vonze | Feb 6, 2014 |
Everyone is use to the original Wizard of Oz because of the movie but the rest of the series is worth checking out if you are looking for fun children's literature. In this second book of the series, there are a lot of new, interesting characters like the Gump and the Saw-horse. Things like friendship and honesty and kindness are shown to be better than money and there is enough nonsensical fun to appeal to children. I liked it a lot! ( )
  Mrsbaty | Jan 15, 2014 |
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» Add other authors (24 possible)

Author nameRoleType of authorWork?Status
L. Frank Baumprimary authorall editionsconfirmed
McKee, DavidIllustratorsecondary authorsome editionsconfirmed
Neill, John ReaIllustratorsecondary authorsome editionsconfirmed
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Dedication
To those excellent good fellows and eminent comedians David C. Montgomery and Fred A. Stone whose clever personations of the Tin Woodman and the Scarecrow have delighted thousands of children throughout the land, this book is gratefully dedicated.
First words
In the country of the Gillikins, which is at the North of the Land of Oz, lived a youth called Tip.
Quotations
"This," said the Gump, in a squeaky voice not at all proportioned to the size of its great body, is the most novel experience I ever heard of. The last thing I remember distinctly is walking through the forest and hearing a loud noise..."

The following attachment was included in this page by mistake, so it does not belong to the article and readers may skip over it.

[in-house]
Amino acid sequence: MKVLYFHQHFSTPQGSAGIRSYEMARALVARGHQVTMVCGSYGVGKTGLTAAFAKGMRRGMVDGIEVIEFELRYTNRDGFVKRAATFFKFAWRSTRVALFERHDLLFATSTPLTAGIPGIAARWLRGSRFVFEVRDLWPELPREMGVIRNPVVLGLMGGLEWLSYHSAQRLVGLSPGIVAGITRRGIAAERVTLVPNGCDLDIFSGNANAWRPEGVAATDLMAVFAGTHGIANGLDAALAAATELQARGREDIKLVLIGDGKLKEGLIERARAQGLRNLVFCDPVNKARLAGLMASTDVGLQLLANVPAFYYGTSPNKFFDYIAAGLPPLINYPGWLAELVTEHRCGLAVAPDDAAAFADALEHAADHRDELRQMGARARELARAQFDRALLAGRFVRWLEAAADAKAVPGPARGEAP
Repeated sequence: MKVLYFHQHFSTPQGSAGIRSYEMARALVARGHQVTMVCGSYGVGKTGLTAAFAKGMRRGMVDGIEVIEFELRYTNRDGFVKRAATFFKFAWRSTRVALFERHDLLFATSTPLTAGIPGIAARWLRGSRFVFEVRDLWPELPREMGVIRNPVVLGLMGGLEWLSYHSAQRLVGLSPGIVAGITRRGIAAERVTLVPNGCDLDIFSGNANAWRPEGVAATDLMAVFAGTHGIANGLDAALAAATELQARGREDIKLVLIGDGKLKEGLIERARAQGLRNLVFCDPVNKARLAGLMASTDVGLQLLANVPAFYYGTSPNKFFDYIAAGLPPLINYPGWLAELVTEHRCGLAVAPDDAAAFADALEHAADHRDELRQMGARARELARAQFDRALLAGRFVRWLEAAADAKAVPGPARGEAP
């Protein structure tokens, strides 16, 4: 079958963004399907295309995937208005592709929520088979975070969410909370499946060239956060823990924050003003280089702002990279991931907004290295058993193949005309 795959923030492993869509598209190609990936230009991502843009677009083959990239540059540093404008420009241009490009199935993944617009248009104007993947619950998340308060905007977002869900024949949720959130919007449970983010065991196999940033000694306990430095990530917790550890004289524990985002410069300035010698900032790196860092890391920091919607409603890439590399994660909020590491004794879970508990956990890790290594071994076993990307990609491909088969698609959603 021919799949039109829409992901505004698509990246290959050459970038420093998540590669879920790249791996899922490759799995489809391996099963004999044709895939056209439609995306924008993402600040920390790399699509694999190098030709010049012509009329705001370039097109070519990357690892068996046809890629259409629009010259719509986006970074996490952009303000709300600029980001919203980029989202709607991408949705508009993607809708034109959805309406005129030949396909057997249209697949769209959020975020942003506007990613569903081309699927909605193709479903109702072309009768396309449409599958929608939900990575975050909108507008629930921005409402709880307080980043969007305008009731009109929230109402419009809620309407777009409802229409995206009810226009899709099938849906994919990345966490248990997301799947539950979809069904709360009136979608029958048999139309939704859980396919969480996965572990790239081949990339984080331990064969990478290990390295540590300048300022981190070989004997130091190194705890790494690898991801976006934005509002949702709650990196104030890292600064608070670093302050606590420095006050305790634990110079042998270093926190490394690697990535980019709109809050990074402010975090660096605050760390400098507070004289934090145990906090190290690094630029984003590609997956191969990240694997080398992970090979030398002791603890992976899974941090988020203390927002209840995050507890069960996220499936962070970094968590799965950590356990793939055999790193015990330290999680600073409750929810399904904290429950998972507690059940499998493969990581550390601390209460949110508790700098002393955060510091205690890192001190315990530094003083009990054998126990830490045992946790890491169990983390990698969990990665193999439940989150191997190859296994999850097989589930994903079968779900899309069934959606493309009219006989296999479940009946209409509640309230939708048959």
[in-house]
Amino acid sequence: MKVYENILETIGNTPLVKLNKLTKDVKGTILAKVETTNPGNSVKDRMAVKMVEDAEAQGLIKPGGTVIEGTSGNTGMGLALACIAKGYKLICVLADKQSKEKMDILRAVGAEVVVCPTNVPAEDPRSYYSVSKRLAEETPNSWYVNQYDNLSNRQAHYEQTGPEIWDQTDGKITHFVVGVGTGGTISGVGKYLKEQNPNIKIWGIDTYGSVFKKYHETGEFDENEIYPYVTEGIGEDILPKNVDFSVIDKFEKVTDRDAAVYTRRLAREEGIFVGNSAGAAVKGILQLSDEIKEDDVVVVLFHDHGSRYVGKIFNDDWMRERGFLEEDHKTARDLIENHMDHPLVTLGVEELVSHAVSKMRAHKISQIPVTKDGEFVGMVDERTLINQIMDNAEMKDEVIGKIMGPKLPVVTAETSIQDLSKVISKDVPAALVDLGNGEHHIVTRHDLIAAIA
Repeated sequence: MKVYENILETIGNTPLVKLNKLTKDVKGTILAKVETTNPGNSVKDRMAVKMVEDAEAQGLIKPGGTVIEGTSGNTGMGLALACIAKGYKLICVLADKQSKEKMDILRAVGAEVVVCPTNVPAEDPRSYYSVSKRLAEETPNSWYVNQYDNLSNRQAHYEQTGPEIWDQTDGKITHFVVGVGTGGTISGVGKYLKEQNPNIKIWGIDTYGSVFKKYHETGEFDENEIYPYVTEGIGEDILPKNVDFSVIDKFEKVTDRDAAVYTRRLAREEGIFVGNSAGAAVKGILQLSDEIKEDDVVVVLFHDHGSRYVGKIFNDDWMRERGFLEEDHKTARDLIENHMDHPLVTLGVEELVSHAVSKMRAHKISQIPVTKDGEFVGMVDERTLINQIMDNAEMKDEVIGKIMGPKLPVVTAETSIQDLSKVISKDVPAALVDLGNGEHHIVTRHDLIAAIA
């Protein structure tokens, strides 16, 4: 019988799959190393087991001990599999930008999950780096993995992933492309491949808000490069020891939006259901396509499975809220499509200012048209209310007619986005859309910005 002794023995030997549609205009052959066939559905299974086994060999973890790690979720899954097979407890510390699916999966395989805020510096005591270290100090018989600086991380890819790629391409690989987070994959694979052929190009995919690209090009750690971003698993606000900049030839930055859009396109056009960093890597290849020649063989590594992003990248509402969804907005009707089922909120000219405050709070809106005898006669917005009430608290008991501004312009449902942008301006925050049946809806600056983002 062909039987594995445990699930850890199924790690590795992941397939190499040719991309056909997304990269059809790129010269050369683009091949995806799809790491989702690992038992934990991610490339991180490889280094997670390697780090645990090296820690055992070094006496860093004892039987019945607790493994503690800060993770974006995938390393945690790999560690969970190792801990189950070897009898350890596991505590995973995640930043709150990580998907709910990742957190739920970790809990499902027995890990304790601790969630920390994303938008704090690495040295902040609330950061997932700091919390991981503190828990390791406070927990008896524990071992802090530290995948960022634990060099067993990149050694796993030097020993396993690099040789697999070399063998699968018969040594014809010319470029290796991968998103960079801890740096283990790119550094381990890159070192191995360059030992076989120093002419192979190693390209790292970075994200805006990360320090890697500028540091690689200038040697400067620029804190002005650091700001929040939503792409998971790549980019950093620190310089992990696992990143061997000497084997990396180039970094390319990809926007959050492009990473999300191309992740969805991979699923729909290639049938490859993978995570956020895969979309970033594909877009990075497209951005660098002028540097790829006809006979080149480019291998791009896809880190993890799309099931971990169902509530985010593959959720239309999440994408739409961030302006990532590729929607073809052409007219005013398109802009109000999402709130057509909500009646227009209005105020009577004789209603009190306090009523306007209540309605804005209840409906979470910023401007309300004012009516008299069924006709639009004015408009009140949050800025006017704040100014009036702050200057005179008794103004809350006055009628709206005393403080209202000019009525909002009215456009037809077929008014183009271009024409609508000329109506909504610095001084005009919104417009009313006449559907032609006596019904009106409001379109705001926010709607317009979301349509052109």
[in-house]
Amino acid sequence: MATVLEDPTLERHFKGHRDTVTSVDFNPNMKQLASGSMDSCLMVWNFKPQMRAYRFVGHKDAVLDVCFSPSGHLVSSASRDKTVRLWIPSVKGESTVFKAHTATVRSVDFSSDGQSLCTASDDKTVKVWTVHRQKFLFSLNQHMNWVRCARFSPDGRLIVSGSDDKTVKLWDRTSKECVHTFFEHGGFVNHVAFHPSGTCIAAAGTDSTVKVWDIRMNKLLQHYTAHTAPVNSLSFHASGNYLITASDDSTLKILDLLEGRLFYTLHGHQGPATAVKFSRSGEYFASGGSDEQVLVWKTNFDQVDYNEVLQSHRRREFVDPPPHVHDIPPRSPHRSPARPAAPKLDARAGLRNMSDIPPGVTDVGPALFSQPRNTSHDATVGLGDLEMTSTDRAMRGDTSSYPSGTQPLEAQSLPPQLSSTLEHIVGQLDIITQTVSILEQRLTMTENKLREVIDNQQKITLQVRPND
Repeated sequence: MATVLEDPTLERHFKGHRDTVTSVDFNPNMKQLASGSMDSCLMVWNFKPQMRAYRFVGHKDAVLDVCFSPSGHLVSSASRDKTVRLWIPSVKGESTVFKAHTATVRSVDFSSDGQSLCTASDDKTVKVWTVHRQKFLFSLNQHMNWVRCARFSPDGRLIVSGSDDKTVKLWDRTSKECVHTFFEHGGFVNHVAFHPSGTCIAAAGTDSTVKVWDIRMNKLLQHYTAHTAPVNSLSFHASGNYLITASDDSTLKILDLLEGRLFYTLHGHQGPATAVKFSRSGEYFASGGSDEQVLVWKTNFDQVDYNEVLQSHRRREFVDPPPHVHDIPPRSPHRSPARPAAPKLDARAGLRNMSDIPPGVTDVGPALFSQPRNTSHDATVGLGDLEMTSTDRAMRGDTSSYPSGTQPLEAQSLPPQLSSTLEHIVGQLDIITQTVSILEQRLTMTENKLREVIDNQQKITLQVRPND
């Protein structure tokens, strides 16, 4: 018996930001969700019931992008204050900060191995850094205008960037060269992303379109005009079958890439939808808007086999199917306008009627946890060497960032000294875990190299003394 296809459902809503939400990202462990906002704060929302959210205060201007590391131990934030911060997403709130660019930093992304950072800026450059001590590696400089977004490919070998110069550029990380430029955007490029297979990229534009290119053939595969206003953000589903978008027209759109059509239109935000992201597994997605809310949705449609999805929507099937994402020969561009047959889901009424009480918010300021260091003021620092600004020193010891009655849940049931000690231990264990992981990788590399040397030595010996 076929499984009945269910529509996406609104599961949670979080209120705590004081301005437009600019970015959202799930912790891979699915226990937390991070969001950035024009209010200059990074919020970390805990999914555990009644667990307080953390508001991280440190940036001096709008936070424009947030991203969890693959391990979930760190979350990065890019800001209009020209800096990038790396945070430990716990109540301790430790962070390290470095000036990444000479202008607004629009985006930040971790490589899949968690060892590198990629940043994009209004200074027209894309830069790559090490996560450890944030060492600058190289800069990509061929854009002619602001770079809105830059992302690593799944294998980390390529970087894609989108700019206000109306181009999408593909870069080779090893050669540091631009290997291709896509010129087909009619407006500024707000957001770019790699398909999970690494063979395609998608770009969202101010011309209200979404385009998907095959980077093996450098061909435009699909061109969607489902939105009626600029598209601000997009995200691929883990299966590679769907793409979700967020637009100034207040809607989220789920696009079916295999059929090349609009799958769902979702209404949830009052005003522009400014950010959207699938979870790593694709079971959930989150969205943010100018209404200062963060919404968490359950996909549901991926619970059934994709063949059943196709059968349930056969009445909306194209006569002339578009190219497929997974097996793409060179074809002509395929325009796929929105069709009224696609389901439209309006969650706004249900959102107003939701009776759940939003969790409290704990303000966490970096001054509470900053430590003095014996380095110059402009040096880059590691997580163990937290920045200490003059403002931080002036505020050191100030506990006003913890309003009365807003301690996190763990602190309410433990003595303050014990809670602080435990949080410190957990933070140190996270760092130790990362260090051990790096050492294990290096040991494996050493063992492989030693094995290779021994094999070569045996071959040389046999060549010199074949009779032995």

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(Click to show. Warning: May contain spoilers.)
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This is adapted from the novel of the same name by L. Frank Baum.   Please do not combine.
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Amazon.com Product Description (ISBN 0688054390, Hardcover)

Few fantasy lands have captured our hearts and imaginations as has the marvelous land of Oz. For over four generations, children and adults alike have reveled in the magical adventures of its beloved folk. Now, for the first time in over seventy years, the second book about Oz is presented here in the same deluxe format as the rare first edition, complete with all 16 of the original John R. Neill color plates, its colorful pictorial binding, and the many black-and-white illustrations that bring it to joyous life.

First issued in 1904, L. Frank Baum's The Marvelous Land of Oz is the story of the wonderful adventures of the young boy named Tip as he travels throughout the many lands of Oz. Here he meets with our old friends the Scarecrow and Tin Woodman, as well as some new friends like Jack Pumpkinhead, the Wooden Sawhorse, the Highly Magnified Woggle-Bug, and the amazing Gump. How they thwart the wicked plans of the evil witch Mombi and overcome the rebellion of General Jinjur and her army of young women is a tale as exciting and endearing today as it was when first published over eighty years ago.

Afterword by Peter Glassman. A facsimile of the rare first edition, complete with all 16 original color plates, a colorful pictorial binding, and over 125 of Neill's drawings. A Books of Wonder(R) Classic.

(retrieved from Amazon Mon, 30 Sep 2013 13:46:56 -0400)

(see all 5 descriptions)

Tip and his creation, Jack Pumpkin, run away to Oz, where they save the city after it is captured by girls.

(summary from another edition)